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Let’s call a spade a spade on Mugabe’s government and Libya’s Rebel government.  

BY SIQOBILE LUPAHLA – POLITICAL AND HUMAN RIGHTS ACTIVIST 

A thought-provoking debate has been on-going amongst Zimbabweans at functions, gatherings, churches, between spouses, family members and so on. The debate is:  should the Zimbabwean Government officially recognise the Rebels (NTC) that toppled Gaddafi and whether we should grant Gaddafi and his family Asylum as we have done to other dictators in the past? As an intuitive woman I can safely say that any leadership attained by force will only result in another dictatorship.

 Let’s take a look at what happened to other coups to over throw dictators in the past. Cuba’s Fidel Castro toppling Batista, he went on to rule his people with an iron fist for over 40 years and a Castro is still in power today.  Libya’s ambitious Colonel Gaddaffi went on to take the helms of his country by force in a coup. Congo, Iraq etc. Even if the country’s leaders were forced out by other nations like the US in Iraq, Afghanistan and NATO’s contributions to Libya, my point here is that if you cut off the head of a beast and replace that head with another, will most of that beast not remain the same? The rebels in Libya are an unknown entity that was not democratically elected and this could prove a far worse Government than Gaddaffi.

Does anyone remember what happened between the Hutus and the Tutsis? Even if we say that toppling a leader will be a better thing for Libya, in the future why is it then that only the oil rich countries have had an intervention i.e. why has there been no alliance by the US, UK and NATO to help Burma or Zimbabwe? Who decides which country to intervene and are the human rights violations in those countries any worse than in our own?

 As a human rights activist who’s just assisted the launch of the victim’s fund for women suffering persecution under the Mugabe regime, one can only ask why people can justify violence as a means to an end. If we take a look at what happened in Iraq and the lesson learned from there. As far as I know, over a million Iraqis have either been killed or displaced during the war to liberate Iraq and if “freedom” comes at this cost would it not have been better to impose sanctions and political pressure rather than to leave so many people fatherless and homeless?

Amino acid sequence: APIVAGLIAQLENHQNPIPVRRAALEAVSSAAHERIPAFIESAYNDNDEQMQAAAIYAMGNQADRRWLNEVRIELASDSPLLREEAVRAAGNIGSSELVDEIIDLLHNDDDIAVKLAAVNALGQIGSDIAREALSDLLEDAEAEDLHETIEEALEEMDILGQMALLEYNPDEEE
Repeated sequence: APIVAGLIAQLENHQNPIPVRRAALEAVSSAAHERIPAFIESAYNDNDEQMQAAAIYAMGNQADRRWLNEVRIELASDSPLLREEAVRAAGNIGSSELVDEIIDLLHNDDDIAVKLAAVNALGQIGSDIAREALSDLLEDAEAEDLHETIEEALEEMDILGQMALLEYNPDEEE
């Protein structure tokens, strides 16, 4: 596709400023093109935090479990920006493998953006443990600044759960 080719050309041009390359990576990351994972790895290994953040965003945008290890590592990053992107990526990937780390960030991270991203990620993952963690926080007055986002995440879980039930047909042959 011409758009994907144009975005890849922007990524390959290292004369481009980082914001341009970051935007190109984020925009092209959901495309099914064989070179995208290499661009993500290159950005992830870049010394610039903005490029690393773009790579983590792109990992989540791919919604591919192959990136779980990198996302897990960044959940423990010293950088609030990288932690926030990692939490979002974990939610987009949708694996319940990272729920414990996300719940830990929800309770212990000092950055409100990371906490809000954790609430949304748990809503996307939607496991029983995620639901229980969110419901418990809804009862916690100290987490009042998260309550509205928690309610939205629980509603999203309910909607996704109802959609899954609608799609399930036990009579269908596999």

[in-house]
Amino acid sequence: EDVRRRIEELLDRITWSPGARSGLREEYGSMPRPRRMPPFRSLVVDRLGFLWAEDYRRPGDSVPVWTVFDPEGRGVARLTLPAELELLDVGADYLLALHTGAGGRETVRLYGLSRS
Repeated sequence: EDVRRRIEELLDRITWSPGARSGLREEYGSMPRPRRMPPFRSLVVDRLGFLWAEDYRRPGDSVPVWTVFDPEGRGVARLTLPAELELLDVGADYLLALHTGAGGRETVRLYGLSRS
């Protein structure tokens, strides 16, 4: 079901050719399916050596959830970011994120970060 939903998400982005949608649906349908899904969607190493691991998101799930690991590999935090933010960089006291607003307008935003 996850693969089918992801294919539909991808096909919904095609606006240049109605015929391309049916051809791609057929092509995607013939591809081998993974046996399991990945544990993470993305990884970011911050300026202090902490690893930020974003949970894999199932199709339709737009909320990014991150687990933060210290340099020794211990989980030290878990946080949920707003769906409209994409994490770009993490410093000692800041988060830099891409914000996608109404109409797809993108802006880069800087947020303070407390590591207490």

From what Al Jazeera says, it could take Iraq over 60 years (that’s a lifetime to some people) to return to the state it was before. The only good thing apparently is that oil will be cheaper. So who does toppling a dictator through arming rebels really benefit? Same goes for Afghanistan where no number has ever been mentioned of how many Afghans have died which means that the media isn’t too bothered or is in on this propaganda as well which is to no surprise.

Democracy can only be attained through a peaceful and transparent process of election at the ballot box. If like in our case it fails then why not follow the example set by the MDC and get international recognition of the apparent flows in the electoral process and the corruption by the government? This is the only way that a peaceful transition can happen without the death of millions of people. It may be a lengthy process but the final result will almost always be positive. If we look at Cuba now there is another Castro but he is slowly bowing to international pressure and slowly pushing through reforms that can only lead to a democratic nation. I personally condemn all violence whether it’s war or violent demonstrations because almost always there are innocent people who get caught up in the conflict.

I will always campaign against anything that is accomplished by force like what is done in Zimbabwe. Mugabe’s cronies use violence, coercions and terror to rule the people and bend them to their will. What they don’t realise is that an environment of fear and a nation ruled by fear can never prosper and most people have now gotten so used to it that they mistake it for being a part of life.

In most cases these cronies target softer targets where they know there will be minimal resistance and in this case it’s mostly women and children that suffer. I think this applies to all nations. There has never been a census to see how many women have been beaten or raped in Zimbabwe and as a woman this is a subject that I feel no man will ever openly discuss but it is the truth.

In most circumstances the rapes go unreported because the women are either too afraid, too ashamed or know that the police will do nothing about it. Even if they do alert the authorities they now face the other daunting task that their husbands either blame them or the woman becomes the disgrace of the community and no one will even bother to talk to her anymore. This is the fate that awaits them. There is no psychologist, no counsellor in the rural communities but just the nightmares of having to live everyday with their secret and maybe a prayer that they weren’t infected by HIV. That is the reality of the situation

All leaders always start off with good intentions but if there is nothing to regulate your leadership i.e. a democratic electoral process and a people friendly constitution, another coup will be needed in a few years time to liberate Libya and other nations that have had coups.